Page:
Thursday, July 31, 2014

National Journal’s Ron Brownstein: What Democratic Split?

Ron Brownstein
Our previous entry talked of a Democratic Party division between younger, social issue liberals and older liberals focused on economic issues. Ron Brownstein, National Journal political columnist, discusses surveys that more conventionally treat the main split as Democrats v. Republicans, while siding with the party’s future, the youth who believe it’s all about culture:
the parties are escalating their conflicts over a broad suite of issues that divide the electorate along cultural lines, including [contraception,immigration,] gun control, gay rights, abortion, and climate change (which politically pivots on trust in science). Combined, these confrontations are stamping the GOP as what I've called a "Coalition of Restoration" primarily representing older, white, religiously devout, and nonurban voters who fear that hurtling change is undermining traditional American values. Democrats in turn are championing a younger, more urbanized, diverse, and secular "Coalition of Transformation" that welcomes the evolution in America's racial composition and cultural mores.
Brownstein credits Barack Obama for “cementing the Democrats' connection with [the younger] coalition's cultural priorities.” Brownstein believes that even if Hillary Clinton embraces more centrist fiscal or foreign policies than the President, “on cultural issues Obama has led his party across a Rubicon.”

Brownstein points to Obama's
defiant recent pledges to act unilaterally if necessary to ensure equal workplace treatment of gays, protect undocumented immigrants, confront climate change, and overcome the Hobby Lobby decision allowing religious-based private companies to exclude contraception from their health insurance plans.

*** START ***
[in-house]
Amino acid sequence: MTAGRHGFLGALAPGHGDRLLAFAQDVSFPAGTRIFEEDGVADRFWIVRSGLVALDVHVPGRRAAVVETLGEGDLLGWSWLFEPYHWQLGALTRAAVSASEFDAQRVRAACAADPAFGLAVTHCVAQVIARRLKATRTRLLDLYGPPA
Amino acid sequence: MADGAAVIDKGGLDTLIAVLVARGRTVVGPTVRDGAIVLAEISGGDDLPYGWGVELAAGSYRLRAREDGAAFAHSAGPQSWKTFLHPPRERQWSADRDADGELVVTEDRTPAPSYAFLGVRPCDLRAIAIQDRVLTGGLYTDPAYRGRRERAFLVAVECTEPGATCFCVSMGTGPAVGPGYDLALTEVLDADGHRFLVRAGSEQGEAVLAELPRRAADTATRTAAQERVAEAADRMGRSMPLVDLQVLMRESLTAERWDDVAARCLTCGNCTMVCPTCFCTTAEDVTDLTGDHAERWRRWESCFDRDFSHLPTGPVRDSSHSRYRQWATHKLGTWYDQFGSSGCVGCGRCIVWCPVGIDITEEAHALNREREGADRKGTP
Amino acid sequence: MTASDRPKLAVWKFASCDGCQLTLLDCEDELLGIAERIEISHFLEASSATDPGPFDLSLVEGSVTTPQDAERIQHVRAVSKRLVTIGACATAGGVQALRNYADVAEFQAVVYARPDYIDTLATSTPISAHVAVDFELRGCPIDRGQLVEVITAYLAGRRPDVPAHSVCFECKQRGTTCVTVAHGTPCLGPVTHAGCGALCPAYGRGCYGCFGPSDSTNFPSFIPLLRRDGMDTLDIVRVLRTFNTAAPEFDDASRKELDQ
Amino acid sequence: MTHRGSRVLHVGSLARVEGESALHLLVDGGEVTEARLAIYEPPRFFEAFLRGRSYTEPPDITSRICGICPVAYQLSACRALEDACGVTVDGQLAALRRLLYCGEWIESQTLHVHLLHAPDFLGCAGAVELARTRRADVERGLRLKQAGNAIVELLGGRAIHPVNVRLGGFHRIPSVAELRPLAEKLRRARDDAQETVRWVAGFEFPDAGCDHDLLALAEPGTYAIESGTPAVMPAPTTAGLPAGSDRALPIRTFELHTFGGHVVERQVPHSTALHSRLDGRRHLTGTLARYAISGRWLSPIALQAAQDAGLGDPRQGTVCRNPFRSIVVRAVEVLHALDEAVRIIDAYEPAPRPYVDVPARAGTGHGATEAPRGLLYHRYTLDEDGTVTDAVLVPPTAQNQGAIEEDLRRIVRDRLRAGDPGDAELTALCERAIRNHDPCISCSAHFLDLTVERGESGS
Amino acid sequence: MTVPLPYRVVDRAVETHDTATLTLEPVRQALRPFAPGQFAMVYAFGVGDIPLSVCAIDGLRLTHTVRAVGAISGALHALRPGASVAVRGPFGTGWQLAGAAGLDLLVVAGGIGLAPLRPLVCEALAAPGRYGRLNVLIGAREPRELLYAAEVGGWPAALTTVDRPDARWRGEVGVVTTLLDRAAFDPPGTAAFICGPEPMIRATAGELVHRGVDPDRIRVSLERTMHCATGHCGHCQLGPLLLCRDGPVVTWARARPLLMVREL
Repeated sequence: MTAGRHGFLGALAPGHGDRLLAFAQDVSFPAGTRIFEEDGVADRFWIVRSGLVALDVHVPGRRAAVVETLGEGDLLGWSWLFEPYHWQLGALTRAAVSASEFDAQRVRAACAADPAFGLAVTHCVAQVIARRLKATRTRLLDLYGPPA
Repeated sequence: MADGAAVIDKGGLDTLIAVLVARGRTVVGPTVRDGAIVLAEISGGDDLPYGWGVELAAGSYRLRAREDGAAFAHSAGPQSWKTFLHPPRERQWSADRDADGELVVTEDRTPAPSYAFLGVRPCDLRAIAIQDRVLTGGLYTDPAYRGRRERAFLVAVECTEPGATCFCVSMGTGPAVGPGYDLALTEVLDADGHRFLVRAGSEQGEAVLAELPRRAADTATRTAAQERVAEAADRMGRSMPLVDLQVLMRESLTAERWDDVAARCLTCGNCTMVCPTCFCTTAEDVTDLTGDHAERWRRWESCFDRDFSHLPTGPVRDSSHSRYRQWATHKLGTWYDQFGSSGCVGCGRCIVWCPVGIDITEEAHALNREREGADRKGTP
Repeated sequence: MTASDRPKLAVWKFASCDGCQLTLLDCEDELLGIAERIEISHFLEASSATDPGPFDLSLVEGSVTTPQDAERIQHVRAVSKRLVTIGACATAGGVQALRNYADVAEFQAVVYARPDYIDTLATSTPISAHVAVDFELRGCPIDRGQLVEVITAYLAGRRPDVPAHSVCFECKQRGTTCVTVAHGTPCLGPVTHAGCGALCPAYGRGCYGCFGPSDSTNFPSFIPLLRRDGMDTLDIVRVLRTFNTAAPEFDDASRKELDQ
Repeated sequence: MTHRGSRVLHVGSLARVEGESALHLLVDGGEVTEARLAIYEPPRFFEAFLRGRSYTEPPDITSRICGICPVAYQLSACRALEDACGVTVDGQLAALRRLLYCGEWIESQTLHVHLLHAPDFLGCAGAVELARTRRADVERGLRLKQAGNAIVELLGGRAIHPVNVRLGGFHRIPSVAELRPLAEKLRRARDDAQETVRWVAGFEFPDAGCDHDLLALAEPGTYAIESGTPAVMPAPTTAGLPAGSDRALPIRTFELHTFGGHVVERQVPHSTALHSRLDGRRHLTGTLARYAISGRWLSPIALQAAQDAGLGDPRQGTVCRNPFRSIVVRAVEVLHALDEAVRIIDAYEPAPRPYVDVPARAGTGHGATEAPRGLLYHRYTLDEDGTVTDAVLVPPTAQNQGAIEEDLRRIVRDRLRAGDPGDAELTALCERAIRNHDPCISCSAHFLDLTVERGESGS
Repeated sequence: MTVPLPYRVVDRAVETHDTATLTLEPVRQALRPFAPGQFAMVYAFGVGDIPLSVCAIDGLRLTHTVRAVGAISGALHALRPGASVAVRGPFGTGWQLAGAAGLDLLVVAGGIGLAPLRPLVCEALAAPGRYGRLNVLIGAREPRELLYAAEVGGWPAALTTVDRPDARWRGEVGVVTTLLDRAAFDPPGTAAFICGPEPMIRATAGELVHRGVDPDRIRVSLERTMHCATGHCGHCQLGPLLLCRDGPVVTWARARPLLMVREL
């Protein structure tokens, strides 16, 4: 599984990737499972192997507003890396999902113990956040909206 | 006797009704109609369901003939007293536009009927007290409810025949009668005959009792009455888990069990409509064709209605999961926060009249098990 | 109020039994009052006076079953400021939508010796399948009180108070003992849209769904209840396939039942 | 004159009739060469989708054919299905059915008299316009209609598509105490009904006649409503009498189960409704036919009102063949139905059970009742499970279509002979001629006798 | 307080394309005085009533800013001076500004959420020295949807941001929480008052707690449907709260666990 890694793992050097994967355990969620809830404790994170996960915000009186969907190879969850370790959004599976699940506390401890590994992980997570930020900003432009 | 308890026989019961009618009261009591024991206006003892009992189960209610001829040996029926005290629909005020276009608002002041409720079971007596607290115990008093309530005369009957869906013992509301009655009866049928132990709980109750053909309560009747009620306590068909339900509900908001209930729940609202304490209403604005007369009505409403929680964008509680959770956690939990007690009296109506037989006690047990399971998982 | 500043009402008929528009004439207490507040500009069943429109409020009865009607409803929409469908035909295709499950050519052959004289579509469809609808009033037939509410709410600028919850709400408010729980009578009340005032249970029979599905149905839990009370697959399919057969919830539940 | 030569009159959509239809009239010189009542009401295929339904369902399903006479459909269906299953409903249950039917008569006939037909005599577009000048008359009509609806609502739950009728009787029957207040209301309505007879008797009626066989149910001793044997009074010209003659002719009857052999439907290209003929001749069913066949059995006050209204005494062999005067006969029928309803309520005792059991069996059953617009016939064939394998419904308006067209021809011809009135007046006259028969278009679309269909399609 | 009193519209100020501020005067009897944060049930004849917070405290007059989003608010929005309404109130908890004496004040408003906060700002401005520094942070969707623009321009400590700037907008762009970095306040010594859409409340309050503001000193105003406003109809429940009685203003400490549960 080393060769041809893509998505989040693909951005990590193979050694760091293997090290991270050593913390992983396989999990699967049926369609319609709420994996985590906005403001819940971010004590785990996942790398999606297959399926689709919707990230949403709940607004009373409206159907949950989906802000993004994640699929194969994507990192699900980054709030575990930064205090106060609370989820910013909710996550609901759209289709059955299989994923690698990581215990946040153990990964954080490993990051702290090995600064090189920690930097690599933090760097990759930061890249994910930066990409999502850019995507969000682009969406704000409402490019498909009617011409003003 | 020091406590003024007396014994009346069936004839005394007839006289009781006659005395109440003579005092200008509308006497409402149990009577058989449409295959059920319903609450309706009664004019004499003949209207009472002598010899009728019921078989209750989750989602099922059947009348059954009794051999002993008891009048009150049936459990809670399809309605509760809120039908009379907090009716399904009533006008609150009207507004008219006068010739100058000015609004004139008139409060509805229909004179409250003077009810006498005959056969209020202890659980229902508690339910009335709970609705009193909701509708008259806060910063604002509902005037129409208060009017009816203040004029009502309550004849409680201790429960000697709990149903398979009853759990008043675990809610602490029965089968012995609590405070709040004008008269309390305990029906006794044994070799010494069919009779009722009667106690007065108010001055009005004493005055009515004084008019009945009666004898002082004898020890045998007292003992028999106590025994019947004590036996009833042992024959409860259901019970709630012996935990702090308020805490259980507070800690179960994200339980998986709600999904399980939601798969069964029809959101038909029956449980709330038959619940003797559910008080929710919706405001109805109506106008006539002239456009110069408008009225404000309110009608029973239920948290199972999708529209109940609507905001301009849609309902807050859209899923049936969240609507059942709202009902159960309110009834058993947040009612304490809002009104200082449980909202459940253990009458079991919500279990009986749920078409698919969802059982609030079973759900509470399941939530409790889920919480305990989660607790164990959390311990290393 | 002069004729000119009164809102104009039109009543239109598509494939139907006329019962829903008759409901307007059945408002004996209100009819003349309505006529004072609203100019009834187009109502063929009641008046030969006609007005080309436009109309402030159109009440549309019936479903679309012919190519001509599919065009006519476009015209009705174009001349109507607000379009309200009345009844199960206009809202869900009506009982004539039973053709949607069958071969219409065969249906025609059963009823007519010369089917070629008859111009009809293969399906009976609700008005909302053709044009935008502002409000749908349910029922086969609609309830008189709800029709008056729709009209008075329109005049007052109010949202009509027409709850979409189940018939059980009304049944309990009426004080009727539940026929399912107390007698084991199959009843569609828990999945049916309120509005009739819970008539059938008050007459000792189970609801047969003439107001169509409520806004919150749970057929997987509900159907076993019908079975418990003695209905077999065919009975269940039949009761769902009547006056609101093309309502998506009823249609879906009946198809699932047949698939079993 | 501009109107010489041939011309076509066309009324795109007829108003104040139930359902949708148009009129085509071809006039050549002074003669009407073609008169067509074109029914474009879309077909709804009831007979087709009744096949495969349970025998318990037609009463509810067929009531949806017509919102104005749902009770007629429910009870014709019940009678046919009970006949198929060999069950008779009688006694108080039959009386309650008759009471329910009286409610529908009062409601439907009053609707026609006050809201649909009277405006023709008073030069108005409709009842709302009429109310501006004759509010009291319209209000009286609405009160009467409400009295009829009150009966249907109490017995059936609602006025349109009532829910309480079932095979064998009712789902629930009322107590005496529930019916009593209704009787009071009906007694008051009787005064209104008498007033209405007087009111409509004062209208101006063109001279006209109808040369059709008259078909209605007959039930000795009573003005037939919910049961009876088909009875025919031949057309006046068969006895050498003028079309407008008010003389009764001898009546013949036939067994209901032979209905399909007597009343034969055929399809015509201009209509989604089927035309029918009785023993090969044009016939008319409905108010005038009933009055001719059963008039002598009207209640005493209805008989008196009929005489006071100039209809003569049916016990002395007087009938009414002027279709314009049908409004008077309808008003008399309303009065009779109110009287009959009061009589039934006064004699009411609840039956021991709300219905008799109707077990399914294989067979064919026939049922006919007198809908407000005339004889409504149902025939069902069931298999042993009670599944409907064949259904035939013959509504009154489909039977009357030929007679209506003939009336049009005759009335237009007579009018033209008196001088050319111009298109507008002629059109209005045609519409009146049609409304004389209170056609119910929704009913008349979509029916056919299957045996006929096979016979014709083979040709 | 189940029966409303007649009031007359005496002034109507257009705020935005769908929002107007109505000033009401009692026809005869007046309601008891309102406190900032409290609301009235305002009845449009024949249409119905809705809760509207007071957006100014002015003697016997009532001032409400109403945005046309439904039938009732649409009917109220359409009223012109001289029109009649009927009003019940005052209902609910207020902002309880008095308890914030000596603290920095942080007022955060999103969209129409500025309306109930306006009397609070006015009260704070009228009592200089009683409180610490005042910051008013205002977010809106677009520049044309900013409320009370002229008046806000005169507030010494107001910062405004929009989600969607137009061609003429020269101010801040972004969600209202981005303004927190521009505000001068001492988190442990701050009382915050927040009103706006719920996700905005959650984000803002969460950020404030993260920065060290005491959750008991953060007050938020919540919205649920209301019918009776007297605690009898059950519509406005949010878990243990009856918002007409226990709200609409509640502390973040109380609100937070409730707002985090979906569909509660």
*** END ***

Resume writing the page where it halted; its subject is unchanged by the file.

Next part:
In contrast, Brownstein tells us, Republicans are solidifying against Obama policies that have solid Democratic support, praising Hobby Lobby as reaffirming religious freedom, blocking with little dissent immigration reform, workplace protections for gays, and universal background checks, while “uniformly” decrying Obama's climate initiatives.

Brownstein believes not only that on each of these conflicts, polls show Obama's position represents majority opinion today, but also that the majority will likely grow because the groups that generally support his views most are increasing as a share of voters.

He’s right about gay-related issues: more than three-fifths of Americans supported a ban on employers discriminating against gay workers, and support among millennials and college-educated white women is over 70%. And while just over half of all Americans support gay marriage, that number also reaches 70% among millennials and college-educated white women.

And it’s true that failing to support immigration reform will badly damage the GOP, because the country is increasingly non-white. But Brownstein glides over rising opposition to Democrats’ stand on what’s now called “climate change,” on abortion, and on gun control, while even he admits that Hispanics and African-Americans are more conservative than upscale whites on both gay rights and abortion.

Brownstein concludes that “cultural affinity has become the Democrats' most powerful electoral weapon,” one that “may make it tougher” to hold red-state House and Senate seats, but will improve the party’s position with “cosmopolitan” states, unmarried women, youth, and minorities, “a trade most Democrats would probably take in a heartbeat.”  

Comment: Readers of this blog already know that Obama’s strategy for dealing with a sick economy and a controversially isolationist foreign policy is to emphasize what Brownstein calls “cultural issues”--specific appeals to the party’s victimhood-based interest groups. So far, it works.

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